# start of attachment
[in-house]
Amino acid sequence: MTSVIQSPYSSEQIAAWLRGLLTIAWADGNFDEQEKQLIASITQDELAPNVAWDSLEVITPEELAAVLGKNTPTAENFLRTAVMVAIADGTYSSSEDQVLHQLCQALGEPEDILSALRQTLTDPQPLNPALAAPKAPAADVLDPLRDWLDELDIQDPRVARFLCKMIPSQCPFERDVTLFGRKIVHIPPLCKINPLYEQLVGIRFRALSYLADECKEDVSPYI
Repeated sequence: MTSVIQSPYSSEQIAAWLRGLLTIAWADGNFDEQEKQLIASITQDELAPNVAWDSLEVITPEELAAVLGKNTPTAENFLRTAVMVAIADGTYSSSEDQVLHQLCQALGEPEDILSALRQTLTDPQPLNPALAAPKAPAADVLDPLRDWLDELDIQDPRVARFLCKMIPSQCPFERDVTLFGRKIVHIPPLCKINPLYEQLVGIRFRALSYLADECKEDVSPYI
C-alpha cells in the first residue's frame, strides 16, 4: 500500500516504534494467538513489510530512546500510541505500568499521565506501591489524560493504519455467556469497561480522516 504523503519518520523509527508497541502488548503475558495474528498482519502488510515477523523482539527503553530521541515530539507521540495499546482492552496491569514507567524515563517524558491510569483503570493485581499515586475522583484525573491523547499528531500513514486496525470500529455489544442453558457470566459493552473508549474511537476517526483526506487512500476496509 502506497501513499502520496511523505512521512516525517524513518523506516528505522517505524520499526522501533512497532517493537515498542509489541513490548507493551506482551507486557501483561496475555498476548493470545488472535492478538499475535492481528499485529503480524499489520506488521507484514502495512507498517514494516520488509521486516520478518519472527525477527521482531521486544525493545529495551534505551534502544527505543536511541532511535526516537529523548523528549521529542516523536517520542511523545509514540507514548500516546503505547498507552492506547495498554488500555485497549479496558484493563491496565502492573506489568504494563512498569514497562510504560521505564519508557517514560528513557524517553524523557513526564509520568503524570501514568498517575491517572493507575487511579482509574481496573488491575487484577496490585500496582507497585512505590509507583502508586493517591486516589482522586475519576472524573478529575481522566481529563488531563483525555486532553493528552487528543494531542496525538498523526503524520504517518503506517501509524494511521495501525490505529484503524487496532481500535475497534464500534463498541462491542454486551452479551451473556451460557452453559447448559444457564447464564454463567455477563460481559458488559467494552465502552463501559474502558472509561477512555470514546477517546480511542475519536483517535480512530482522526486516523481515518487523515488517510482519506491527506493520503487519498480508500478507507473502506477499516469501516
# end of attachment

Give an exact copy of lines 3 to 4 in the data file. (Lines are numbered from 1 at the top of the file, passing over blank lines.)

Repeated sequence: MTSVIQSPYSSEQIAAWLRGLLTIAWADGNFDEQEKQLIASITQDELAPNVAWDSLEVITPEELAAVLGKNTPTAENFLRTAVMVAIADGTYSSSEDQVLHQLCQALGEPEDILSALRQTLTDPQPLNPALAAPKAPAADVLDPLRDWLDELDIQDPRVARFLCKMIPSQCPFERDVTLFGRKIVHIPPLCKINPLYEQLVGIRFRALSYLADECKEDVSPYI
C-alpha cells in the first residue's frame, strides 16, 4: 500500500516504534494467538513489510530512546500510541505500568499521565506501591489524560493504519455467556469497561480522516 504523503519518520523509527508497541502488548503475558495474528498482519502488510515477523523482539527503553530521541515530539507521540495499546482492552496491569514507567524515563517524558491510569483503570493485581499515586475522583484525573491523547499528531500513514486496525470500529455489544442453558457470566459493552473508549474511537476517526483526506487512500476496509 502506497501513499502520496511523505512521512516525517524513518523506516528505522517505524520499526522501533512497532517493537515498542509489541513490548507493551506482551507486557501483561496475555498476548493470545488472535492478538499475535492481528499485529503480524499489520506488521507484514502495512507498517514494516520488509521486516520478518519472527525477527521482531521486544525493545529495551534505551534502544527505543536511541532511535526516537529523548523528549521529542516523536517520542511523545509514540507514548500516546503505547498507552492506547495498554488500555485497549479496558484493563491496565502492573506489568504494563512498569514497562510504560521505564519508557517514560528513557524517553524523557513526564509520568503524570501514568498517575491517572493507575487511579482509574481496573488491575487484577496490585500496582507497585512505590509507583502508586493517591486516589482522586475519576472524573478529575481522566481529563488531563483525555486532553493528552487528543494531542496525538498523526503524520504517518503506517501509524494511521495501525490505529484503524487496532481500535475497534464500534463498541462491542454486551452479551451473556451460557452453559447448559444457564447464564454463567455477563460481559458488559467494552465502552463501559474502558472509561477512555470514546477517546480511542475519536483517535480512530482522526486516523481515518487523515488517510482519506491527506493520503487519498480508500478507507473502506477499516469501516